We see the convict Bob Ney (R-OH), who flew to Scotland with Reed and other conservative cronies to play golf on Abramoff’s dime – our dime, really – and then did Abramoff’s bidding in Congress, postulating that if we would just bring about public financing of campaigns, everything would be fixed and the birds would all sing again.

We see how Abramoff arranged for the Malaysian government to meet with Dubya in the Oval Office after cash had been delivered, and how Russian thugs and organized crime had a direct line to the elected officials who were writing bad laws and killing good ones. We see that a number of other ethically-challenged politicians should have gotten in trouble but avoided the snare like cockroaches avoid a flashlight beam. (Former bug killer Tom DeLay knows a little about that.)

The doddering Maverick from Phoenix is in this film. So are Harry Reid (D-NV) and Ben Nighthorse Campbell (R-CO) and Karl “Piggy” Rove and Newt “I Exude Slime” Gingrich and St. Ronnie of Reagan. Also making appearances are Susan Schmidt – the heroic Washington Post writer who first exposed Abramoff’s grossly improper treatment of Indian tribes – and a bone-headed lifeguard from Delaware and even Jimmy Stewart, whose Mr. Smith went to a far different Washington in 1939.

It’s all about how dismally and possibly permanently corrupted our political system is. It’s about how junkets funded by greedy interests are the norm and regulations are really bad and an unfettered free market is really good and people are stupid, especially liberals and Indians and Filipino immigrants, and what we learn in high school civics class has absolutely no relationship to what really goes on in the Hollow Hallowed Halls of Congress. It reinforces in the biggest of ways the claim that politicians no longer serve the public and even if you’re the squeakiest of wheels, you don’t play if you don’t pay.

It’s kind of like a Michael Moore movie only without the dripping sarcasm and confrontational street theater that turn off some moviegoers. Toward the end, it references how sweatshop owners in Saipan were not the only ones trying to avoid pesky regulation by the feds; the “Too Big to Fail” financial industry was also spending pretty pennies to manipulate politicians. (We know what’s happened with that.) And it points out how the U.S. Supreme Court just ruled in Citizens United v. FEC that corporations could spend unlimited amounts of money to influence elections, then shows, as the credits roll, a clip of DeLay’s repulsive, ass-shaking performance on ABC’s “Dancing with the Stars” in 2009.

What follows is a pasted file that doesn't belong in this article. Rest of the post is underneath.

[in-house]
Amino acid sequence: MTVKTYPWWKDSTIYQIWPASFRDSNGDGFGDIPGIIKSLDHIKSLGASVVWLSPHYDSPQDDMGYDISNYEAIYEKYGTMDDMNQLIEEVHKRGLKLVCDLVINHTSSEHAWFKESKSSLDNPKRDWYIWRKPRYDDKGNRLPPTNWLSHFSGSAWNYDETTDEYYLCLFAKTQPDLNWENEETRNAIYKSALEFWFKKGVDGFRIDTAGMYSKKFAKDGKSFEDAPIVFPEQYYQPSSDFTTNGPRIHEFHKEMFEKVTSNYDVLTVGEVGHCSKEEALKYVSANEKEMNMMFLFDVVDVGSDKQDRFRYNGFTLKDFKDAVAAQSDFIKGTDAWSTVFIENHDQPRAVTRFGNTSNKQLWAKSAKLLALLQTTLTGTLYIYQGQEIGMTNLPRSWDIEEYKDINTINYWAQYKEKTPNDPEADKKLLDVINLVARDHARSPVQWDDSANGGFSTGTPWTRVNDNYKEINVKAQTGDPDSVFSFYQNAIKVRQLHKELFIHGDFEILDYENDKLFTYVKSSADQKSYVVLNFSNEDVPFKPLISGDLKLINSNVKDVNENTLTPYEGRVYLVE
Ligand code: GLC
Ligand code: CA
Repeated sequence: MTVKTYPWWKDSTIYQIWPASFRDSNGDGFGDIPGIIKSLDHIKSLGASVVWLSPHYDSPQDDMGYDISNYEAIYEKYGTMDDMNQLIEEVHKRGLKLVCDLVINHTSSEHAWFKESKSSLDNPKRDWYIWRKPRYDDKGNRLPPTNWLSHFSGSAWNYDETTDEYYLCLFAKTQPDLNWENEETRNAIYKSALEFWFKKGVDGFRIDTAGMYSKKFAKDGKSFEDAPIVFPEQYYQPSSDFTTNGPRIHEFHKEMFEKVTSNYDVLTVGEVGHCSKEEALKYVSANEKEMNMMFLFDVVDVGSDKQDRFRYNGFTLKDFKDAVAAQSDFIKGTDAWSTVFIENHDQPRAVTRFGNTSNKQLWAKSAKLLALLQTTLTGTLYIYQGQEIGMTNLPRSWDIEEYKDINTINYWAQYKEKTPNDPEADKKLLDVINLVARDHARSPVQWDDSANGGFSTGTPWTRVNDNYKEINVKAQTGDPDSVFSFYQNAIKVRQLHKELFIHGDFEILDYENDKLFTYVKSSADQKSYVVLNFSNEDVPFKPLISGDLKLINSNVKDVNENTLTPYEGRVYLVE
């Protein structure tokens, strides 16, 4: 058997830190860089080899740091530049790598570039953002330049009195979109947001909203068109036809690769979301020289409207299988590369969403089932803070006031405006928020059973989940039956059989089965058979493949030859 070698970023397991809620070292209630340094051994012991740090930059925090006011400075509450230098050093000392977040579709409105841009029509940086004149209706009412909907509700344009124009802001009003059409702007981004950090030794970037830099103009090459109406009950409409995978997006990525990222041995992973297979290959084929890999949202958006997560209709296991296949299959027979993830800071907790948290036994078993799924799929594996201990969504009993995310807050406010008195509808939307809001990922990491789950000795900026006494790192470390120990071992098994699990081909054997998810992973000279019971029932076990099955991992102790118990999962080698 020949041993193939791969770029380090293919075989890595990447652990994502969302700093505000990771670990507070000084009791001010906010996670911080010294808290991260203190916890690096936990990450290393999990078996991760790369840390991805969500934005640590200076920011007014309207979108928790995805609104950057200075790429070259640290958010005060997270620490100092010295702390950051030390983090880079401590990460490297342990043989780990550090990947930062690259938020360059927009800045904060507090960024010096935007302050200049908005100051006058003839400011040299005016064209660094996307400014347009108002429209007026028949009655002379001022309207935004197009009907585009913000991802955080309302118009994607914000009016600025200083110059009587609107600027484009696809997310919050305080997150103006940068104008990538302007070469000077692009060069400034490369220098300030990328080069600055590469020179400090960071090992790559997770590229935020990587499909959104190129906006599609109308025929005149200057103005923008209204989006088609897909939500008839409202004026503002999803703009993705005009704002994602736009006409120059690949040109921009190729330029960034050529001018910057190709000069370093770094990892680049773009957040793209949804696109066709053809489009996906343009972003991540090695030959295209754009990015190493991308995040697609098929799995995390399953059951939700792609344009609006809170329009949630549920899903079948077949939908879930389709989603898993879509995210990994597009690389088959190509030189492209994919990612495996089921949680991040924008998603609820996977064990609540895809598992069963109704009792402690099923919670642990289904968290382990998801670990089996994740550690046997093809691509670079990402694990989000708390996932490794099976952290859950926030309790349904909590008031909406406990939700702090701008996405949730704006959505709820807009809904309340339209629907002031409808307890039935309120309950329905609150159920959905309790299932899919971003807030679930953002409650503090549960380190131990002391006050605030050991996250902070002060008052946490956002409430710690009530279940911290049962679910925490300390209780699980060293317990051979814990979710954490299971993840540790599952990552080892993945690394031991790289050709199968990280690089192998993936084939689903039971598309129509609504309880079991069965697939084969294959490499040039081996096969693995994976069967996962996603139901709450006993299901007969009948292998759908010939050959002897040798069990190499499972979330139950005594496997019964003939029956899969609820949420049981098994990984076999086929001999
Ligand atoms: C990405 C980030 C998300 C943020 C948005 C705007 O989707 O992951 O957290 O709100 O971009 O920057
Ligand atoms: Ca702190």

People really ought to see this film. But I know a lot won’t. Jennifer Aniston and Jason Bateman are so much more photogenic.

P.S. Casino Jack was convicted in 2006 of mail fraud and conspiracy and went to federal prison to serve three-and-a-half years of a six-year sentence before being released to a halfway house in June of last year.

P.P.S. This past January, DeLay was sentenced to three years in prison on conspiracy and money laundering charges. He posted a $10,000 bond and is a free slug man awaiting appeal.

P.P.P.S. This just in: Ralph Reed was being considered by The Donald to manage his faux presidential campaign. That noise you hear is Jesus laughing hysterically.


  1. You hear Jesus laughing? Patrick, up the medication!

  2. Patrick, politics by any other name would be just as slimy. This sort of thing goes on where ever there are elected officials who realise just how easy it is to become wealthy while in office. Lord knows the Bahamas isn't immune to it.